Remember these two? Mulder, the paranoid conspiracy theorist mocked for his unshaking belief that he sees patterns that others can’t and Scully, the level-headed but open-minded scientist always questioning things?

Even just to get your start in REI, you need these two skills in spades. You have to question the life you currently lead and then believe you can make it better. And the questioning and believing just go on from there. If you haven’t watched The X Files in a while, fire up your Netflix, watch a few episodes and take some notes.

2. Burn Notice – Skills: Accepting Help. Staying Focused.
Burn Notice TV Show
Play with REI long enough, and you’ll eventually get burned. Whether it’s a deal gone bad or lousy contractors, bumps in the road are just part of the game. What really matters is what you do when you get burned.

Take a lesson from Michael Weston from Burn Notice. He gets burned (and bad), so what does he do? He gets help from Sam and Fiona — and even his mother — and gets back to work. And the entire time he’s working on small, local cases with his crew, he always keeps his focus on his bigger goal of finding out who burned him and why.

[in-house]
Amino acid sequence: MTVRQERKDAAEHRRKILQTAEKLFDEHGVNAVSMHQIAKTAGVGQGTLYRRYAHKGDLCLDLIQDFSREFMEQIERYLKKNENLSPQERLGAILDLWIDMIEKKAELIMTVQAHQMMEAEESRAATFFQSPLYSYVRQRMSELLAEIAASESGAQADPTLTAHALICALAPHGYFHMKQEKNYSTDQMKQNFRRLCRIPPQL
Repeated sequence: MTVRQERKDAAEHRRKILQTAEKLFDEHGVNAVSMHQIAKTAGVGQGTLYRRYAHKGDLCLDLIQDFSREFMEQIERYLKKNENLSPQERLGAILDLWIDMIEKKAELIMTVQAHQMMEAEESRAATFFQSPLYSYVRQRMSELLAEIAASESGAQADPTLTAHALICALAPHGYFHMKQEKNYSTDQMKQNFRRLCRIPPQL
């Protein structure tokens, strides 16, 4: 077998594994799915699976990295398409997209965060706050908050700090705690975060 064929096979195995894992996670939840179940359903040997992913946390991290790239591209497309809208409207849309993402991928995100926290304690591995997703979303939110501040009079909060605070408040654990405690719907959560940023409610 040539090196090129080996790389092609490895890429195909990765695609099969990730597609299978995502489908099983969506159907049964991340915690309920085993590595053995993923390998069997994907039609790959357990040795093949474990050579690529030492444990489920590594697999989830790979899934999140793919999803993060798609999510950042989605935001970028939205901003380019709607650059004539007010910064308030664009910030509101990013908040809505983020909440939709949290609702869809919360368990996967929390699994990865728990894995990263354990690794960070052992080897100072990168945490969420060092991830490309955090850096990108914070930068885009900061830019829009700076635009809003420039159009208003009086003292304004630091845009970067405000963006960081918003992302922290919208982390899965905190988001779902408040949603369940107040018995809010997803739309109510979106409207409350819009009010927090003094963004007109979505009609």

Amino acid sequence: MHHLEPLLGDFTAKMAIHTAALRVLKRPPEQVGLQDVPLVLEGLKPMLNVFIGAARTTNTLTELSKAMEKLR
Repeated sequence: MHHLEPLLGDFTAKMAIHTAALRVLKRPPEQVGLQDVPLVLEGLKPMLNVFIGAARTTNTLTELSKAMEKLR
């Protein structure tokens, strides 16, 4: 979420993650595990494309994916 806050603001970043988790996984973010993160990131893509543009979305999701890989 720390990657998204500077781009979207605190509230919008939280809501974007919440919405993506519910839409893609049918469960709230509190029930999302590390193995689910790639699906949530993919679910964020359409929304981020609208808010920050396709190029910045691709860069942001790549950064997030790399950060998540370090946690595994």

2. Wipeout – Skill: Balls
Wipeout TV Show
I know that “Balls” isn’t a skill. This show is just really fun to watch. And seriously, who can think of this show without thinking of those giant red balls?

Contestants who win on this show do have to be impressively quick on their feet and persistent to make it to the finish line, though. Not bad skills to have in REI. I promise that my other choices on this list will be more serious . . .